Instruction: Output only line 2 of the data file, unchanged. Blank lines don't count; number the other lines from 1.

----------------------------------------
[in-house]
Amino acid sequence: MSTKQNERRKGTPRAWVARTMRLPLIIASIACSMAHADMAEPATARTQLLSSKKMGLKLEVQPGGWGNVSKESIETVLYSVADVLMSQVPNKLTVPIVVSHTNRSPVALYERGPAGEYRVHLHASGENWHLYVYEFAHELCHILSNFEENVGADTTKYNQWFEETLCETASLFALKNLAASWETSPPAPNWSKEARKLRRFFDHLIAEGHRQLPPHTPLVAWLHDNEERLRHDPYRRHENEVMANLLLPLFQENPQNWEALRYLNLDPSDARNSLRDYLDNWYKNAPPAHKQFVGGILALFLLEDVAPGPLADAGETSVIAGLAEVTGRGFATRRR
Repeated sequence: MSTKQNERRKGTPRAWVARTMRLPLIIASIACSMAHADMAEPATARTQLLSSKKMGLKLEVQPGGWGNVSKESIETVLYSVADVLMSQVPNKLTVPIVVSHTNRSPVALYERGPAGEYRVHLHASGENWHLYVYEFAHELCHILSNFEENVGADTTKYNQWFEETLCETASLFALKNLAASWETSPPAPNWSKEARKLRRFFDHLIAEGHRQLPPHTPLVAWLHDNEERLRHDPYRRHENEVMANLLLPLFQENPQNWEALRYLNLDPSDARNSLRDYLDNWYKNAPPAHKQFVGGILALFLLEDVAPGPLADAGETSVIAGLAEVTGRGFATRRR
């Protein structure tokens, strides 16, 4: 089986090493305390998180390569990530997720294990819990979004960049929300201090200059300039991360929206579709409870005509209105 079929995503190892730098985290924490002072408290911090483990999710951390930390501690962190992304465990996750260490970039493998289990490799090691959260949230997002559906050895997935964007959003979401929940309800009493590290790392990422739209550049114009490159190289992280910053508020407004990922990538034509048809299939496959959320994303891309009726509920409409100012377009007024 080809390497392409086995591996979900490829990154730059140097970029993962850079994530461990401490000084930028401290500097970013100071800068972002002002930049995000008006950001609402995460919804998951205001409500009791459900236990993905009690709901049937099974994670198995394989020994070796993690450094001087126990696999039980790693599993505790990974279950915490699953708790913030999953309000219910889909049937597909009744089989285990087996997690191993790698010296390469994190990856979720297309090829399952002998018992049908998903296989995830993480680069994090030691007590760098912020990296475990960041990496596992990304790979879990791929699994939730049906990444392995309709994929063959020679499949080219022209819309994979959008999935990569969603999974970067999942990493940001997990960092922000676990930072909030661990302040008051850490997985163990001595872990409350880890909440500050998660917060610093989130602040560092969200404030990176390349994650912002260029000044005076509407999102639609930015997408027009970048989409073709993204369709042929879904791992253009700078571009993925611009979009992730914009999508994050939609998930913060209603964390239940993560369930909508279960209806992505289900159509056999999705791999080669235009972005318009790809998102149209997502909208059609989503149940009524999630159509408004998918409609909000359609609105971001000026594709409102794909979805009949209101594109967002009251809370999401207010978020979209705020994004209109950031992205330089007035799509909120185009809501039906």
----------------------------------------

Amino acid sequence: MSTKQNERRKGTPRAWVARTMRLPLIIASIACSMAHADMAEPATARTQLLSSKKMGLKLEVQPGGWGNVSKESIETVLYSVADVLMSQVPNKLTVPIVVSHTNRSPVALYERGPAGEYRVHLHASGENWHLYVYEFAHELCHILSNFEENVGADTTKYNQWFEETLCETASLFALKNLAASWETSPPAPNWSKEARKLRRFFDHLIAEGHRQLPPHTPLVAWLHDNEERLRHDPYRRHENEVMANLLLPLFQENPQNWEALRYLNLDPSDARNSLRDYLDNWYKNAPPAHKQFVGGILALFLLEDVAPGPLADAGETSVIAGLAEVTGRGFATRRR